At the “Call to the Audience” in September, New Hanover County Democratic Chair Jill Hopman added that the party will discuss the removal of the book with the American Civil Liberties Union (ACLU).  She also stated that if another group filed a lawsuit, the local Democratic group would back it, according to reporting by WHQR. The North Carolina ACLU did not respond to our requests for comment.

In an interview with The Seahawk, Stephanie Walker expressed her concern about what this decision could mean for future book challenges.

“I’ve said it before, it’s a slippery slope,” Walker said. “I think if we open the door—which we have—that sets a precedent and puts a system in place to challenge books in the future. I believe it is coming.”

Kraybill also expressed concern about what the decision means for the future of the board.

“I do believe that there are more books coming because we have already heard from parents and fellow board members over the last two years about books that they do not like,” Kraybill said. “I think our board would be very derelict if we had another hearing like this. A parent would have to complain and go through the same challenge process at the school and with the district.”

New Hanover Schools has a total of approximately 423,159 library books in the district, with an average of 19,176 books for high schools according to an internal library inventory request provided by Kraybill. She said that reviewing all, or even some of those books would take “an incredible amount of time and resources to do our due diligence.” Kraybill continued, “To me, that would be a waste of time.”

Kraybill, who was censured by the Republican party in March 2022 for failing to “align with Republican values” also expressed concern over the rise of partisan politics within the district.

“Back when my kids entered school and throughout my time as a PTA volunteer and education advocate, only about ten percent of school districts were bipartisan,” Kraybill said. “Because why should they be? Education should not be a partisan issue. Over the course of the years, it’s gone in the complete opposite direction.”

Following the removal of “Stamped,” Gates filed a Freedom of Information Request, seeking further details about course materials in the district. Gates requested all high school English teachers’ Fall 2023 semester syllabi in her request made on Sept. 19.

Katie Gates speaks to the New Hanover County Board of Education on Oct. 3, 2023. (Screenshot via NHCSB live stream)

Gates declined The Seahawk’s interview request but wrote in a response:

“It is my hope that parents will speak at board meetings. I also hope there will be a reconciling towards an education system focused more on academics and less on social priorities and towards teaching students how to think, not what to think.”

Gates did not reveal whether the district had returned her information request, or how she plans to use it in the future.

The removal of “Stamped” is not the only controversial topic of recent board meetings. Policy 7205 was made public on the same day as the announcement of Gates’ documents request. For employees and instructors, the policy establishes “Standards of Professional Conduct.” Aiming to “ensure dignity and nondiscrimination,” the new policy was presented by Josie Barnhart, Chair of the Policy Committee, and it targets certain notions that are regarded as improper.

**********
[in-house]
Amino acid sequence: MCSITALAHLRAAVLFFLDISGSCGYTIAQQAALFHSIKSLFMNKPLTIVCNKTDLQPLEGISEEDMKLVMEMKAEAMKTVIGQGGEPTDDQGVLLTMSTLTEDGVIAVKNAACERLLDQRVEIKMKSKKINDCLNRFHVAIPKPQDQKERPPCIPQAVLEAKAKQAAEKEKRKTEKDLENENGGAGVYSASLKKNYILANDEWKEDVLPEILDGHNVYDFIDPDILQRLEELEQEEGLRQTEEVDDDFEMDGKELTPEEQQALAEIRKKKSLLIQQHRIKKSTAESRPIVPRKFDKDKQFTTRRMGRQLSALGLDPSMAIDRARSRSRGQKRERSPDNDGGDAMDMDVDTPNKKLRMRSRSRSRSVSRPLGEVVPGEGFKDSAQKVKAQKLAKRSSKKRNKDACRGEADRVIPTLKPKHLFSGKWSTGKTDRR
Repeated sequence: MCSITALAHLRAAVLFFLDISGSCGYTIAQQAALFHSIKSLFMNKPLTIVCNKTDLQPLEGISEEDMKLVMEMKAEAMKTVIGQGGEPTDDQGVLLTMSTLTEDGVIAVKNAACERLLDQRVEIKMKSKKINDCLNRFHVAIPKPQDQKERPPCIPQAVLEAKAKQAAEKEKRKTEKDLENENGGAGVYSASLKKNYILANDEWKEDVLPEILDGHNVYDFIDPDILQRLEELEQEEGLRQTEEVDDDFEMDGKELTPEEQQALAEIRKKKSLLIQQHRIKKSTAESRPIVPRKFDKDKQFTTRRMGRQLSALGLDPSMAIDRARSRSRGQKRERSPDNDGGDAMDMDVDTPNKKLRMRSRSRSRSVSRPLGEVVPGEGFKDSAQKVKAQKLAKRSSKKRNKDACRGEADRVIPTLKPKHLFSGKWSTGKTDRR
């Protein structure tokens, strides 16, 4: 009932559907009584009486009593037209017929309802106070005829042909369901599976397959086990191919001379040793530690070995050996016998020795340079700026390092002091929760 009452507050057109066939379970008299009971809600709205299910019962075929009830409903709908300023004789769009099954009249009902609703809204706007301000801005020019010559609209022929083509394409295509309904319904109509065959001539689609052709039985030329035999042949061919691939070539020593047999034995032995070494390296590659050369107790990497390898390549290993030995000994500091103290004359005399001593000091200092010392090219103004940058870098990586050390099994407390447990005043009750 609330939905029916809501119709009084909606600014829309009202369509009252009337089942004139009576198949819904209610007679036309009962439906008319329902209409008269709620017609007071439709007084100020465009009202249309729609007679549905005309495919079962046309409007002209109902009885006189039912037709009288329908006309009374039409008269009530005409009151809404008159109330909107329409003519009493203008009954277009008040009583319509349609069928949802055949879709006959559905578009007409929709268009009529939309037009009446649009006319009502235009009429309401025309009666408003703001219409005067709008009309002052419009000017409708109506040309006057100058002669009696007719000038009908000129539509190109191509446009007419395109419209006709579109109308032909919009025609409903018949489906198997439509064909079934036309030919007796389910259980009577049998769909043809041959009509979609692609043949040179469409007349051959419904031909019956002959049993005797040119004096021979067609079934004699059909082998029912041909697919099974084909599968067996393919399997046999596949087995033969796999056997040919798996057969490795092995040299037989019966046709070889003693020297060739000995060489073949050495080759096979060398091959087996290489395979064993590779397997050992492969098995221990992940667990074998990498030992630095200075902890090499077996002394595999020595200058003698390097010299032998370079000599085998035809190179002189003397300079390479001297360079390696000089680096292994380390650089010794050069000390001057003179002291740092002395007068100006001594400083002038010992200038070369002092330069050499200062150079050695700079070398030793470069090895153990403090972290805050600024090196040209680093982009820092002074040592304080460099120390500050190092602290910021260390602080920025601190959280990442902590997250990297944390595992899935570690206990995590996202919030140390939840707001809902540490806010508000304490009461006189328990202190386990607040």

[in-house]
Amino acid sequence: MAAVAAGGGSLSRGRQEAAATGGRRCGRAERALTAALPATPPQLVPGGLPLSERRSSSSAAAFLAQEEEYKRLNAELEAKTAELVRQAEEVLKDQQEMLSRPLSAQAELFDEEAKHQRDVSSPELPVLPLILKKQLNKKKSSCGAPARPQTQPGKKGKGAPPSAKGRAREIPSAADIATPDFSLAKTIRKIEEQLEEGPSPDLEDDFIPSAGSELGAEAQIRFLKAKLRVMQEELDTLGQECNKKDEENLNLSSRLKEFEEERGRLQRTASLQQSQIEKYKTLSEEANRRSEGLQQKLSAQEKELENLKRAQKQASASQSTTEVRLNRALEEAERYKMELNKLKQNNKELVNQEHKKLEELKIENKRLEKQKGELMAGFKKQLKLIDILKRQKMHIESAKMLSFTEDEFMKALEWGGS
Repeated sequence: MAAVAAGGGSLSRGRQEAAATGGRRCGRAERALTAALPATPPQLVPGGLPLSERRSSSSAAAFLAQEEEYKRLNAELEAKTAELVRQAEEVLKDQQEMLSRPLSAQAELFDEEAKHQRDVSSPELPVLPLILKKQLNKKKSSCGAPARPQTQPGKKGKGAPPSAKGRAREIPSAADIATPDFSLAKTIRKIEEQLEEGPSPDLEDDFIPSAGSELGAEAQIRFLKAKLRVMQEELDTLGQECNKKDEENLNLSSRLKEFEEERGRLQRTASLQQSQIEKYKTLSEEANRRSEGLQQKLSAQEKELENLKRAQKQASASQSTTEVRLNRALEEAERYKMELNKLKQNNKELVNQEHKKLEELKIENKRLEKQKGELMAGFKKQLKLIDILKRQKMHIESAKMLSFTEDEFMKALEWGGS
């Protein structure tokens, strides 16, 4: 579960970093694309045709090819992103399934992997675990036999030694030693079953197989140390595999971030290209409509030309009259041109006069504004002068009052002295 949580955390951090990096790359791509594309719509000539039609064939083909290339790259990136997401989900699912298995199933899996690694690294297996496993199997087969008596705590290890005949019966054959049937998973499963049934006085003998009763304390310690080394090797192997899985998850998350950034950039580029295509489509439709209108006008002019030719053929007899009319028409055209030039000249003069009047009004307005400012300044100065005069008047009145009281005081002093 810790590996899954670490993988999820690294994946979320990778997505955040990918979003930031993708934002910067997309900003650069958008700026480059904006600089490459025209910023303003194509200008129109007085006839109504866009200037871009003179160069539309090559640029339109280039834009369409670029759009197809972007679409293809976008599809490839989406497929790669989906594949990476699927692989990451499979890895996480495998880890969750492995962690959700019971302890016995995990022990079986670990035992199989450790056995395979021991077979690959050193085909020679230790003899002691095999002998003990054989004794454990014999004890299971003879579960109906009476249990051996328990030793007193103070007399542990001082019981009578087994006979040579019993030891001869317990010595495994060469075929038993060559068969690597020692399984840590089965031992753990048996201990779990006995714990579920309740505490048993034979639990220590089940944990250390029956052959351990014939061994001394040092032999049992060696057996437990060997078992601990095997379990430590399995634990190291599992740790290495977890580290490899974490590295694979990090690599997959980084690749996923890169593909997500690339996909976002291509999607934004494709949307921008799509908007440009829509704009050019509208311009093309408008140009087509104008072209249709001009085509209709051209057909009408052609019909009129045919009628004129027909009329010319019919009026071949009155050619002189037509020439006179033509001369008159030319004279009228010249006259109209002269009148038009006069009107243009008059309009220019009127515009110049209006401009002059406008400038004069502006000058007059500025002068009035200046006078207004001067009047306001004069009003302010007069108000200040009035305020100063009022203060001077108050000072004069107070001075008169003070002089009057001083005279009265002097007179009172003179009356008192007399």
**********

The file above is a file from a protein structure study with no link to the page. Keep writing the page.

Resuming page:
Part “Z” of the policy prohibits any district employee from teaching or “compelling students, teachers, administrators, or other school employees to affirm or profess belief” of 13 different concepts.

The New Hanover County Board of Education during a meeting on April 18, 2023. (File photo/Nate Mauldin/The Seahawk)

The 13 concepts that Barnhart wants to see banned from being discussed in schools, range from  topics like “All Americans were not created equally” or “The United States government should be violently overthrown,” to concepts more controversial among some school board members like “The rule of law does not exist, but instead is a series of power relationships and struggles among racial or other groups;” or “The United States was created by members of a particular race or sex for the purpose of oppressing members of another race or sex.”

Kraybill expressed concern over the inclusion of these guidelines, and that it could prevent dialogue about the role of racism and sexism in American history.

“In proposed Policy 7205, I have a problem with the whole letter ‘Z,’” Kraybill said. “I don’t think we need to codify all of that. I will continue to bring back to the board that the constitution was written by our founding fathers, and it said ‘all men are created equal.’ Women were not included. Black people were not included.”

Policy 7205 is currently undergoing review within the Policy Committee, which includes School Board Members Barnhart, Bradford and Kraybill, before it is brought back before the board for a ‘Second Reading’ and possible vote. The next Policy Committee meeting is on Oct. 17, 2023. The policy could be brought before the board as early as their next Regular Board Meeting on Nov. 7, 2023.

The school board did not address future book reviews or professional conduct policy at their Oct. 3 meeting. Still, it is unclear whether Gates, or other parents will advocate for additional book removals from the school board following the unprecedented decision.

View Comments (1)
More to Discover

Comments (1)

All The Seahawk Picks Reader Picks Sort: Newest

Your email address will not be published. Required fields are marked *

  • T

    Tim McClungOct 17, 2023 at 12:00 pm

    I would like to thank Ms. Gates for her work. I had not read “Stamped” until she began her campaign. After reading the book, I fully agree with her comments that the education system should focus on teaching students how to think. The education system obviously failed Ms. Gates, the student, in that regard.

    Reply